The implementation of social protection schemes around the world must improve to better reach underserved populations, according to a progress report on the progressive realisation of the right to social protection.
A report from the ILO’s Committee of Experts on the Social Protection Floors Recommendation No.202 aims to take stock of the design, implementation and monitoring of social protection schemes worldwide, and provide guidance on how these can be improved. Very importantly, the document highlights the crucial role of realising the right to social protection in furthering human dignity and social cohesion, in line with the perspective Development Pathways has put forward in our work and presentations.
The document states that the basic social security guarantees that the floors provide can “only be achieved through non-discriminatory, inclusive and responsive social protection systems”. When addressing gaps in coverage, decision-makers need to factor in sectors in the informal economy, rural populations and migrants, as these are prone to be particularly unprotected.
The Committee advises that both strong national policies to provide coherence and coordination of social protection schemes and effective administrative functions close to citizens can improve delivery of benefits – vital “to effectively reach all intended target groups”. It also underlines, in line with recent evidence on 38 programmes, that targeting results in the exclusion of many of those eligible and fails to provide clear eligibility criteria which can be effectively challenged through grievance processes.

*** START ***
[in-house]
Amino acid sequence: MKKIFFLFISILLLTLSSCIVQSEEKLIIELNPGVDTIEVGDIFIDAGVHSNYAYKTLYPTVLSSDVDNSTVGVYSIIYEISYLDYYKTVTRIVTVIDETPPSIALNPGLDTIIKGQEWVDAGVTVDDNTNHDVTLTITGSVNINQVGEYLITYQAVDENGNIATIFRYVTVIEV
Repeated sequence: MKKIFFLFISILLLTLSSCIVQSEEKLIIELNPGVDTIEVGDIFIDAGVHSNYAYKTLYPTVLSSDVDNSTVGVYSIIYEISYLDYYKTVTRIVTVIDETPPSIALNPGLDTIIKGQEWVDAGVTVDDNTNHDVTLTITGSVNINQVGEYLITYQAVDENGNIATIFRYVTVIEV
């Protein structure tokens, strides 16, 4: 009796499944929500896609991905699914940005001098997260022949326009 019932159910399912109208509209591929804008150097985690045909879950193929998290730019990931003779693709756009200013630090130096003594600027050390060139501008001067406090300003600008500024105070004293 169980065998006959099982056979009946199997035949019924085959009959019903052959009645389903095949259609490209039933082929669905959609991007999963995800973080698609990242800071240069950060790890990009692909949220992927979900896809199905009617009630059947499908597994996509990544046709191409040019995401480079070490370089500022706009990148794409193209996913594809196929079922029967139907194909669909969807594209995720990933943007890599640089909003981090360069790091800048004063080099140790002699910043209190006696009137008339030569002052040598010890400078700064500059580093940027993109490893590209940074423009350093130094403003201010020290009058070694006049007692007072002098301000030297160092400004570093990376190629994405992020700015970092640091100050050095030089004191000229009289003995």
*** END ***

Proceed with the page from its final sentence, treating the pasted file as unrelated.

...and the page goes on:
On the question of achieving effective delivery, it points to ‘single window services’ or ‘one-stop shops’ established at the local level in a number of nations to better reach underserved populations, particularly in rural areas. Such approaches have been successfully implemented in Brazil, India, Mongolia, South Africa and Tajikistan, it says, while in Mexico, social protection delivery is decentralised to municipalities and in Nepal ministries work through district and village structures.
On financing, the Committee urges nations to act to draw up budgets to fill gaps in coverage. It notes that a universal pension set at a national poverty line, for example, would cost low- and middle-income nations 1.6% of GDP on average. And nations such as Botswana, Indonesia and Peru “are as rich as the U.K was in 1911 when it set up a social security system” and India, Jamaica and Morocco are “wealthier than Denmark in 1892 when it established universal social protection,” it adds.
Alexandra Barrantes, Senior Social Policy Specialist at Development Pathways, commented: “Social protection programmes need to put human dignity at the centre, avoiding discrimination and stigmatisation. They need to respect recipient’s dignity throughout its implementation and in all social service delivery.”
“Focusing only on programme efficiency and outcomes does not necessarily guarantee a human rights-based approach that seeks to guarantee the right to social security and the right to dignity,” she added.
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